Boyle Tells How Klondikers Lost

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OTTAWA, Jan. 16. -- The Stanley series of hockey games between the Ottawas and the Dawsons is over. The Ottawas won today by a score of 23 to 2.

Nevertheless it was a good game, and there was at one stage of it fifteen minutes of the fastest and fiercest play without a score. Then Friday's game told on the Klondikers, and they were "all in" and Ottawa scored at will until time was called. When the Klondikers were done, the Ottawas kept up a fierce attack, winning big scores.

Our team played gamely from first to last, but was dead on its feet. As an illustration of the effects of Friday's game it may be pointed out that Randy McLennan was unable to play tonight, and his place had to be taken by a substitute -- Fairburn -- and Randy's place in the team cannot be filled, as you know.

In short, our team was broken up and in no condition to play in such a game as was put up against them. While our men have been traveling the Ottawas have been put through a course of training, and the players are, of course, in the condition of race horses. Our boys showed what was in them, for until lack of condition began to count the exhibition of play was magnificent. But the moment our fellows grew tired, that moment all combination play ceased.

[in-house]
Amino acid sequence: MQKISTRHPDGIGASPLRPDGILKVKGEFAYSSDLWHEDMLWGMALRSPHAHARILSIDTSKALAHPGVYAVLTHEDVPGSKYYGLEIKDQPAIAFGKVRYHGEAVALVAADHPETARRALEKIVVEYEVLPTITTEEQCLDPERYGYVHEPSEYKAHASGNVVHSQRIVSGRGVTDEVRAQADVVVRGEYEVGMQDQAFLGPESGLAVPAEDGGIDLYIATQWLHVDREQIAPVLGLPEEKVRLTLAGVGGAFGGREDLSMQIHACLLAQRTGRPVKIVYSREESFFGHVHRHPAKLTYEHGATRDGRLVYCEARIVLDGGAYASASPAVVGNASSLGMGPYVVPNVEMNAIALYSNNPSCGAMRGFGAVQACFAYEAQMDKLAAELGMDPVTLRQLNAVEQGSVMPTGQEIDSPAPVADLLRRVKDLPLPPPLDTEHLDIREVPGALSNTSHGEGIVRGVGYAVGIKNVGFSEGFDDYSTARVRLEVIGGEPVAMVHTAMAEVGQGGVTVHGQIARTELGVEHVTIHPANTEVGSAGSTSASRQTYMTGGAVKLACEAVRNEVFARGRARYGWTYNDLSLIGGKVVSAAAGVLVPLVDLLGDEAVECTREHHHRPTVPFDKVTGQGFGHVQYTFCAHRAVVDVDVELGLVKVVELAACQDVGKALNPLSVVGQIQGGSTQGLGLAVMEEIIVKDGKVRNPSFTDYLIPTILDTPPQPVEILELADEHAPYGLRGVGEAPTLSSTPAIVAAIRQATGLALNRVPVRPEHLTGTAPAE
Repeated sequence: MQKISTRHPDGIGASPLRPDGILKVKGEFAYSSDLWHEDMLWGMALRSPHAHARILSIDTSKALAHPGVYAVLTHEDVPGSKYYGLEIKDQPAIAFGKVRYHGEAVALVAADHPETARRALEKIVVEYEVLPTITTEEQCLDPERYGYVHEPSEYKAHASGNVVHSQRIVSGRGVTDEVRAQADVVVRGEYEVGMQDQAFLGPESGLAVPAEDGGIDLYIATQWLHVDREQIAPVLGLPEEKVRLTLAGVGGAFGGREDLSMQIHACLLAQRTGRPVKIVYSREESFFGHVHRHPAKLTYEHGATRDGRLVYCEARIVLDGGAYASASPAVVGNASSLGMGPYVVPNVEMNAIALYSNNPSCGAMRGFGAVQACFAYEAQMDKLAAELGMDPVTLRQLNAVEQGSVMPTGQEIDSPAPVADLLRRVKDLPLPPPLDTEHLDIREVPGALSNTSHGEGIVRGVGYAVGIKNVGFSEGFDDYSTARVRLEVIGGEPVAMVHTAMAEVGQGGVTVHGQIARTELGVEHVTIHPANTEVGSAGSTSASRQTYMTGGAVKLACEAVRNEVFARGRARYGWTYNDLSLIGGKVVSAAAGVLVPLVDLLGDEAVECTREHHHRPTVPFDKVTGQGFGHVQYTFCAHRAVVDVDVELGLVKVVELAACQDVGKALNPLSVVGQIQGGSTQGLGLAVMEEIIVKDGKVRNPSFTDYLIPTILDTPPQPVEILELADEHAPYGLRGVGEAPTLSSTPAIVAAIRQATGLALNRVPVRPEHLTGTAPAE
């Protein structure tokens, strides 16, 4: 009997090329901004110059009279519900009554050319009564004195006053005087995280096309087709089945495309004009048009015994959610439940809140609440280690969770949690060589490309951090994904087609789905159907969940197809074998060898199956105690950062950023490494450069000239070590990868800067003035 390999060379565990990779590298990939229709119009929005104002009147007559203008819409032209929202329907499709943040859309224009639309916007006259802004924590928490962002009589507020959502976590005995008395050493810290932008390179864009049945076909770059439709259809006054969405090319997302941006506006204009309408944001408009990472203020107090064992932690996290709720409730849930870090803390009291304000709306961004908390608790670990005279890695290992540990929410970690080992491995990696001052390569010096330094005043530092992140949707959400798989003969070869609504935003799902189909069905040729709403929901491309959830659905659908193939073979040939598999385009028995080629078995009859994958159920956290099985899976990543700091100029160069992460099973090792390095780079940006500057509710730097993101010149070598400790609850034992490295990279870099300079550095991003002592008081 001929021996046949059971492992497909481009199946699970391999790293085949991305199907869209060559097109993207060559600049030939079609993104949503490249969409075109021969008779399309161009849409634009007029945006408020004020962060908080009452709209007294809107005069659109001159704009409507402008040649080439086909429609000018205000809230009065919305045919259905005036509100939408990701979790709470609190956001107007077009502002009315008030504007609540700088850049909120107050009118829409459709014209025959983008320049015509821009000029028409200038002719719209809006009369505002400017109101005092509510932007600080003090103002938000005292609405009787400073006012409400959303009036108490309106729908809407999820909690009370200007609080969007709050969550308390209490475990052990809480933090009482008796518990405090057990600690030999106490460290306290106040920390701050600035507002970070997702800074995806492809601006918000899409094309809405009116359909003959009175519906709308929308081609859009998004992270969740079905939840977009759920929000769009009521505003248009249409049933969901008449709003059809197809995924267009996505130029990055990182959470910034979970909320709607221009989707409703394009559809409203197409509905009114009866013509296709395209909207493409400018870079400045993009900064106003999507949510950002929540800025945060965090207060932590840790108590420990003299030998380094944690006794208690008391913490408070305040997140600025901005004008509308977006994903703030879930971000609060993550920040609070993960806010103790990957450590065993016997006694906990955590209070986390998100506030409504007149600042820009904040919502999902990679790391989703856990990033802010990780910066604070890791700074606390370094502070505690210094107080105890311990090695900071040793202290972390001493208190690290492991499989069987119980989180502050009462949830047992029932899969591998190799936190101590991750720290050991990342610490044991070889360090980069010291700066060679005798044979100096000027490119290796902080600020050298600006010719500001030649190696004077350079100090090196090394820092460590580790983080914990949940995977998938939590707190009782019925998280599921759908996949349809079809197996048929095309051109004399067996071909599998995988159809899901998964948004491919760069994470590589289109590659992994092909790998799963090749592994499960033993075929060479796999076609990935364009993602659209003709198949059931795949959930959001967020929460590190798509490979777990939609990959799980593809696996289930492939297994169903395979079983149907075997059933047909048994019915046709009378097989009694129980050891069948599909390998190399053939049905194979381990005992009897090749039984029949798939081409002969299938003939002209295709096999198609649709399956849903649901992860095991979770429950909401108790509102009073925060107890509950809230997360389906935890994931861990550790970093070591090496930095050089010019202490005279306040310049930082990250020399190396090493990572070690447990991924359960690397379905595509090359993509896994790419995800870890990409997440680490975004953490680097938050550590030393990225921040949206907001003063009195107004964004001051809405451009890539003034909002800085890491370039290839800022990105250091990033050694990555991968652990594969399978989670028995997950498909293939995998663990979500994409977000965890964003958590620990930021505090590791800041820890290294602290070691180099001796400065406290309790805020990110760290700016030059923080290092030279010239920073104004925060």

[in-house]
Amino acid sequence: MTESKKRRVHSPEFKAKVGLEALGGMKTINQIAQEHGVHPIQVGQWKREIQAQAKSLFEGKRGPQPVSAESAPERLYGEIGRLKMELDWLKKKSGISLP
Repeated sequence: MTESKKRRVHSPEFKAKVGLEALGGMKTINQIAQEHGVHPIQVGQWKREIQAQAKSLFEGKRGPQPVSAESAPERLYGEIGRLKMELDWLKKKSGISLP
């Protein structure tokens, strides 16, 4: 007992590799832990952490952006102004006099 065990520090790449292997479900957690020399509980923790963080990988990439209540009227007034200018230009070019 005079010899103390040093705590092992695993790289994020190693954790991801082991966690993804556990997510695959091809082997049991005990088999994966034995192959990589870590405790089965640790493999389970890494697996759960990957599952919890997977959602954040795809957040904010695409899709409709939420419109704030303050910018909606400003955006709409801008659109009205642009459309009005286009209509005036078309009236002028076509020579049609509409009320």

Among the Klondikers witnessing the game were Fred T. Congdon, Sloane, the Messrs. Noel, Attorney McKinnon, DanStewart, Rev. McRae, Palmer of Palmer Bros., A. N. C. Treadgold and others.

The game tonight is regarded by all as a wonderful exhibition of play of a team in perfect condition against a team unfit to play.

On account of the condition of our boys I have called off all the exhibition games for this week, to rest the team and put the players through a gentle course of sprouts. I fully expect the team yet to give a good account of itself in future games.

Weldy Young wires that he left Vancouver yseterday and will join the team Friday at Montreal.

We play at Amherst Monday.

Tonight's game differed from that of Friday in that it was fast, rough, but perfectly clean throughout. Evidently our boys have inspired the respect of the other players. JOE BOYLE.

This work is in the public domain in the United States because it was published before January 1, 1924. It may be copyrighted outside the U.S. (see Help:Public domain).